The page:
Each year we try to entice students to visit the library in a number of ways; we start with incoming Freshman during orientations. We are a regular participant in LUCO - Loyola University Chicago Orientation - which takes place several times each summer starting in May and ending in August. Our Freshman classes have been increasing every year for the past decade, so there are typically several sessions of orientations to accommodate the roughly 3,000 new students (first years and transfers).
Whether or not you know what a meme is, it’s likely you come in contact with them almost daily through the Internet. However, the term was first used long before the information superhighway came barreling into our lives, coined by evolutionary biologist Richard Dawkins in 1976,. Dawkins used the term in his book, The Selfish Gene, to describe bits of culture that are transmitted from person to person. At that time Dawkins was referring to things like catch phrases, fashion, and even behavior, anything, as Dawkins noted, “that goes viral.”
As a librarian and educator, my mission is to connect people with resources and opportunities. I am inclusive in my definition of resources and opportunities, but I didn’t anticipate creating a Center for Games and Learning.
One way I approach my job is to meet campus stakeholders and learn their interests. In January 2014, I had a conversation with Mark Hayse, the director of my university’s honors program, who is passionate about games and learning. At the time, I played games and to some extent I was familiar with the literature on gamification but had never considered making games a part of my job. Mark’s passion was catching and I took the opportunity to connect. He and I decided to collaborate on writing a Sparks! Ignition Grant from the Institute of Museum and Library Services to create a library-based Center for Games and Learning.
Our PR committee at the library has several responsibilities. In addition to managing our social media, we are in charge of publicizing all library events. The committee is rarely (if ever) responsible for planning our own events. We work with the Speaker Series committee, Learning Commons committee, and others to make sure their events get the publicity they deserve. However, a few times a year the PR committee offers "good will" programs (not focused on education or learning) to engage students and increase general campus happiness. The committee gets our Dean to mix and mingle with the students twice a year at an event known affectionately as "Donuts with the Dean."
I think every librarian has mixed experiences with e-resource vendors. Luckily, I have a few in my corner that go above and beyond the call of duty to make sure that our students are getting the most out of their products. Recently I had a meeting with my Mintel rep to learn about new products, and a very involved Marketing professor came along to the meeting to give her two-cents about what our students need. During our meeting we learned that our Academic rep was able to arrange an analyst visit to campus.
Today I was chatting with one of my all time favorite library marketing professionals, Kathy Dempsey. We were discussing our mutual pet peeves, and the use of marketing terminology came up. Years ago, Kathy wrote a great blog post with a quick summary of some marketing terms. Check it out for a quick reminder of when to use which verb: http://themwordblog.blogspot.com/2008/03/what-marketing-really-means.html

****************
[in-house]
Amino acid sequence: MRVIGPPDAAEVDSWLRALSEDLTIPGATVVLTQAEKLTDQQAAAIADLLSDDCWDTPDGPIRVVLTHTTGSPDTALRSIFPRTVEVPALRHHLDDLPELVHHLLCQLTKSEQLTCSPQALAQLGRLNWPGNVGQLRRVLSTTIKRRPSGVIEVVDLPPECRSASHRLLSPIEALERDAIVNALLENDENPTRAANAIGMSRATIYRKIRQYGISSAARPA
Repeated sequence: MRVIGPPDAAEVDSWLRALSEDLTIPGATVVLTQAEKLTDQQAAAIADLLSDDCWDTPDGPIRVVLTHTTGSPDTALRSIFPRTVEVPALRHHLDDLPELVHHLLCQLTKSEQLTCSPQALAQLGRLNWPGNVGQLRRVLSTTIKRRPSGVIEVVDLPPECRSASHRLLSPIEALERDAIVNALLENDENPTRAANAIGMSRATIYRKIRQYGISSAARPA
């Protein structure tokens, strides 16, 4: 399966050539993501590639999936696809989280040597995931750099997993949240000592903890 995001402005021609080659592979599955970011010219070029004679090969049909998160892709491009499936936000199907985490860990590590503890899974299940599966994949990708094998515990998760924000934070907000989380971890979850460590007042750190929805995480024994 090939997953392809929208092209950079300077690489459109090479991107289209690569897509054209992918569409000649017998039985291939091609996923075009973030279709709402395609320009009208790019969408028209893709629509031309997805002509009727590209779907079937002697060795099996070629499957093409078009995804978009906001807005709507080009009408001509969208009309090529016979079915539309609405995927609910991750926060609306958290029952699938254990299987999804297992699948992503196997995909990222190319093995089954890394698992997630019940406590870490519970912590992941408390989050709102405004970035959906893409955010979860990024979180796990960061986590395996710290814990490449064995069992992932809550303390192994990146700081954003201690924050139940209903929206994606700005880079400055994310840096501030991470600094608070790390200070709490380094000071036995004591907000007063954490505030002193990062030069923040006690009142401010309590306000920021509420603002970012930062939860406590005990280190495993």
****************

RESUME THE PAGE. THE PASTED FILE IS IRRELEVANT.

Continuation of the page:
Contemporary database marketing strategies (not e-resources, but a customer database) allow for-profit enterprises to capture what is known as the Customer Journey. Each time a sales person connects with a customer, it is documented. Even before they are officially a client, that experience is captured in the database. Each email that gets sent to the client is documented, with a record of "opened" or "unopened" - and documentation about any action that was taken after the email was opened. Any purchase is tracked, so marketers can analyze time between purchases, average dollar amounts, and in-store vs. online sales. This helps marketers craft custom solutions to purchase problems by analyzing the habits of the individuals, and then creating custom flash sales, coupons, or in-store events designed to attract a very specific customer. Many of these strategies were discussed at the Experian Marketing Forward Tour.
One of my round-table discussions at the Experian Marketing Forward Tour was about Solving the Marketing Measurement Mystery. My for-profit colleagues had very different experiences and issues than I have in my library, but conceptually the issues should be addressed in the same manner. While librarians are not typically measuring their marketing channels in terms of cost, we do dedicate staff time, strategy, and other resources to the cause.
Roger Ares, VP of Analytics for Hyatt Hotels Corporation, gave an excellent talk on his role at Hyatt and what customer analytics means for his job and his corporation at the Experian Marketing Forward Tour. While a lot of what he had to say would never apply to libraries (we are not recruiting customers for over-night stays, I'd hope!) his opinions on the use of data was fascinating, and several of his comments were just general good advice.
I think librarians, for years, have been fighting against many stereotypes. One stereotype that we have been actively working to overcome is that research has to be difficult, or that Google is superior to libraries because of the convenience.
However, librarians aren't always successful in combating this misconception. We have adopted all of the right tools (videos, social media, blogs, etc) but the execution can sometimes be flawed. Another lesson from the Experian Marketing Forward Tour is the idea of creating "snackable" content.
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